Nearly 70% of leading economists expect the US to tumble into a recession as the country grapples with inflation.
In a Financial Times poll, the bulk of economists said they expect a recession to be declared in the first half of 2023.
The poll comes after US inflation soared to 8.6% in May, outstripping economists' expectations and piling the pressure on the Fed.
Almost 70% of economists expect the US to tumble into a recession in 2023, according to a Financial Times survey, as the Federal Reserve attempts to bring down soaring inflation.
Just under 40% of the 49 leading economists polled by the FT and the University of Chicago's Booth School of Business said the declaration of a recession would come in the first or second quarter of 2023, with a third saying it would come later in the year.
The FT's poll comes just after data on Friday showed US inflation jumped to a 41-year high of 8.6% in May, defying expectations that it would stay at 8.3%.
Inflation rose 1% between April and May alone, the figures showed, as energy prices remained elevated in the wake of Russia's invasion of Ukraine.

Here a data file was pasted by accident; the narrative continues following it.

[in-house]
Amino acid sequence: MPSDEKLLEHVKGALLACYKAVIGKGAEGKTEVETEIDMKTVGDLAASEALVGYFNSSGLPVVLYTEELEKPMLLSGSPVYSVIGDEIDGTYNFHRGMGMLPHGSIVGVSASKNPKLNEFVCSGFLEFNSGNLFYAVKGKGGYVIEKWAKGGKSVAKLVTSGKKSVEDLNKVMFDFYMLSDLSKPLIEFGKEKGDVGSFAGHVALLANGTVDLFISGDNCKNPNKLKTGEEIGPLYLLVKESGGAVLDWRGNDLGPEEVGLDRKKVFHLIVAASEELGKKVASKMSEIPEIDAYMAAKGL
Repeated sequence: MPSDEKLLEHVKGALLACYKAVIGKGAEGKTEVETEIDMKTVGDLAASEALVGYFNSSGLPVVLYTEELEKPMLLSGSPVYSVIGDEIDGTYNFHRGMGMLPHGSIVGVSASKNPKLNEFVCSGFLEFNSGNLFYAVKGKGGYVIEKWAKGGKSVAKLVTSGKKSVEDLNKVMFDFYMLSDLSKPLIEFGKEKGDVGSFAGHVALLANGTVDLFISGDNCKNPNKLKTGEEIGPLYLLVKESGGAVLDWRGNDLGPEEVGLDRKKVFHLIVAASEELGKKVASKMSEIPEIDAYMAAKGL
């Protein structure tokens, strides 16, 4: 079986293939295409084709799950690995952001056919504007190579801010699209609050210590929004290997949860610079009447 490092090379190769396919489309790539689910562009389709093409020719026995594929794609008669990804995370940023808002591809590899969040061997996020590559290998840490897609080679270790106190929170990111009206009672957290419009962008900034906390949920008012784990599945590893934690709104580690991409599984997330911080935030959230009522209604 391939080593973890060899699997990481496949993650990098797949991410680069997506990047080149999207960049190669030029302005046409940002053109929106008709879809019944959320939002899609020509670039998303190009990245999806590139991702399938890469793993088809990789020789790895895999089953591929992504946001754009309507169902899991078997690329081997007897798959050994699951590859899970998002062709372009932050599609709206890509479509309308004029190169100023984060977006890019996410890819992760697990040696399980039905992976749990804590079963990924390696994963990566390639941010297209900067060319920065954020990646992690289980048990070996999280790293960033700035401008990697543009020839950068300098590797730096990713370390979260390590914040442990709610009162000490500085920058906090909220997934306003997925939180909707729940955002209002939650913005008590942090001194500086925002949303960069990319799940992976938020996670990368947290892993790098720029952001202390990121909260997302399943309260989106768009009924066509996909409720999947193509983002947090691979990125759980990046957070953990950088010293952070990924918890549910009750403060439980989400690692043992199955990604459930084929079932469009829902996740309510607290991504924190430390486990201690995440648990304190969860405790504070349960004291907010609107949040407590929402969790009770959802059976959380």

The surge in inflation has caused analysts to expect faster and bigger interest-rate hikes from the Fed, with some traders even expecting a 75 basis point hike later this week.
Goldman Sachs economists, led by Jan Hatzius, said in a note Sunday they expect the Fed to hike by 50 basis points at the June, July, September, and November meetings. They expect interest rates to peak at 3.25-3.5% after two further 25 basis point hikes in December and January.
Many economists think those kinds of interest-rate rises will choke off economic activity to the point that the US tumbles into a recession. They say the Fed will not be able to engineer a "soft landing" for the economy.
Recessions in the US are adjudicated by the National Bureau of Economic Research, which defined them as a period when activity declines significantly across the economy and which lasts more than a few months.
The economists polled by the FT thought a recession is unlikely to come in 2022, however, with the bulk predicting that jobs growth would stay strong. Only one economist expected a recession in 2022.
"It's going to look as if the soft landing will be coming through in the next six months," Freya Beamish, head of macro research at consultancy TS Lombard, said in a note last week.
"But it's unlikely that the Fed will be off the hook so easily. We expect a Fed-induced hard landing next year."
The economists expected inflation to remain elevated and said geopolitical tensions — and their effects on energy prices — would be the biggest driver.
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